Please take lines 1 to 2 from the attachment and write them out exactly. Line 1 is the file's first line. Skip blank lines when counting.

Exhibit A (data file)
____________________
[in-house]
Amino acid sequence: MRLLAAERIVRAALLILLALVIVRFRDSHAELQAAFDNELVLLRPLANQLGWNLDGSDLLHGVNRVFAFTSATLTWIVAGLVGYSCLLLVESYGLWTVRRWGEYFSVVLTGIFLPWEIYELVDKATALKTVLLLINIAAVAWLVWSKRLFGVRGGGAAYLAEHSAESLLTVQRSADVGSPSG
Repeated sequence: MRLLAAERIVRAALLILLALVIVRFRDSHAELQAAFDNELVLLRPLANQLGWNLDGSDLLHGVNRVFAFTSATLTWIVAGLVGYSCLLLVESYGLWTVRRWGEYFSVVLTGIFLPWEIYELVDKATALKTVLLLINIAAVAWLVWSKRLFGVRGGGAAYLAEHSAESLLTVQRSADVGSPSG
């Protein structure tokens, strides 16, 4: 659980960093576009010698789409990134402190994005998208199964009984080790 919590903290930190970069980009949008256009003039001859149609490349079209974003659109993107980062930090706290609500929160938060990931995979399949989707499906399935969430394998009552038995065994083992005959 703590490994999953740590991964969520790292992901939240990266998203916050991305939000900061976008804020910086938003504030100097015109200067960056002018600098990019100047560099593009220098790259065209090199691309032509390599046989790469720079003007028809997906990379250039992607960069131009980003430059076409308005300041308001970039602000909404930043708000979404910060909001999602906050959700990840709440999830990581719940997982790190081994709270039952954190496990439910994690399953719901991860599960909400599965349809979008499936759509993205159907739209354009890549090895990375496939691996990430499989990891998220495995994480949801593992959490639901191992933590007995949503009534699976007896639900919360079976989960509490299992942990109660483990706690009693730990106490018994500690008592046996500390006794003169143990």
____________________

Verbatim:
[in-house]
Amino acid sequence: MRLLAAERIVRAALLILLALVIVRFRDSHAELQAAFDNELVLLRPLANQLGWNLDGSDLLHGVNRVFAFTSATLTWIVAGLVGYSCLLLVESYGLWTVRRWGEYFSVVLTGIFLPWEIYELVDKATALKTVLLLINIAAVAWLVWSKRLFGVRGGGAAYLAEHSAESLLTVQRSADVGSPSG